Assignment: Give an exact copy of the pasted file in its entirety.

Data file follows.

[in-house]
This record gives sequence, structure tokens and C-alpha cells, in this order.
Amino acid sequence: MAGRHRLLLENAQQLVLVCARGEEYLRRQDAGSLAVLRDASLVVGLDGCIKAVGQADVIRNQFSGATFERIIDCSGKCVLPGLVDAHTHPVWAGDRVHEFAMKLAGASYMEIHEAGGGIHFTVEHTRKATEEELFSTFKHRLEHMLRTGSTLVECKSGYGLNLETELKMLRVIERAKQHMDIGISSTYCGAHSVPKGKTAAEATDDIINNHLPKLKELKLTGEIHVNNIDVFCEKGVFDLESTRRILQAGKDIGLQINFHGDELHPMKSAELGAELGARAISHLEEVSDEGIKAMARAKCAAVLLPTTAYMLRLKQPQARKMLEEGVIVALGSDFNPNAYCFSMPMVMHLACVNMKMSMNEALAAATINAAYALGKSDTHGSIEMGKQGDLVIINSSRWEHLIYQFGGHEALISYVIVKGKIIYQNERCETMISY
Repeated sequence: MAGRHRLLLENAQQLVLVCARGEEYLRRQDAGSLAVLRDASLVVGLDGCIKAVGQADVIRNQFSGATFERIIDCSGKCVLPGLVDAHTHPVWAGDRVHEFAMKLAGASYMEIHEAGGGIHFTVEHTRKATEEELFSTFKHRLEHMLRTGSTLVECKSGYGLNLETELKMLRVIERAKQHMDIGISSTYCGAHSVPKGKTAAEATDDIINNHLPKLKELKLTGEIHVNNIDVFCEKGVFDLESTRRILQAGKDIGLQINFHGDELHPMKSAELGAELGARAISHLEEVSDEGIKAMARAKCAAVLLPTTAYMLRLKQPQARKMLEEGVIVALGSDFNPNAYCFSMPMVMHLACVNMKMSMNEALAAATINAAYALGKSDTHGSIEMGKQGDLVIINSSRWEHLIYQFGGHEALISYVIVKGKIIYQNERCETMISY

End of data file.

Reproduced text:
[in-house]
This record gives sequence, structure tokens and C-alpha cells, in this order.
Amino acid sequence: MAGRHRLLLENAQQLVLVCARGEEYLRRQDAGSLAVLRDASLVVGLDGCIKAVGQADVIRNQFSGATFERIIDCSGKCVLPGLVDAHTHPVWAGDRVHEFAMKLAGASYMEIHEAGGGIHFTVEHTRKATEEELFSTFKHRLEHMLRTGSTLVECKSGYGLNLETELKMLRVIERAKQHMDIGISSTYCGAHSVPKGKTAAEATDDIINNHLPKLKELKLTGEIHVNNIDVFCEKGVFDLESTRRILQAGKDIGLQINFHGDELHPMKSAELGAELGARAISHLEEVSDEGIKAMARAKCAAVLLPTTAYMLRLKQPQARKMLEEGVIVALGSDFNPNAYCFSMPMVMHLACVNMKMSMNEALAAATINAAYALGKSDTHGSIEMGKQGDLVIINSSRWEHLIYQFGGHEALISYVIVKGKIIYQNERCETMISY
Repeated sequence: MAGRHRLLLENAQQLVLVCARGEEYLRRQDAGSLAVLRDASLVVGLDGCIKAVGQADVIRNQFSGATFERIIDCSGKCVLPGLVDAHTHPVWAGDRVHEFAMKLAGASYMEIHEAGGGIHFTVEHTRKATEEELFSTFKHRLEHMLRTGSTLVECKSGYGLNLETELKMLRVIERAKQHMDIGISSTYCGAHSVPKGKTAAEATDDIINNHLPKLKELKLTGEIHVNNIDVFCEKGVFDLESTRRILQAGKDIGLQINFHGDELHPMKSAELGAELGARAISHLEEVSDEGIKAMARAKCAAVLLPTTAYMLRLKQPQARKMLEEGVIVALGSDFNPNAYCFSMPMVMHLACVNMKMSMNEALAAATINAAYALGKSDTHGSIEMGKQGDLVIINSSRWEHLIYQFGGHEALISYVIVKGKIIYQNERCETMISY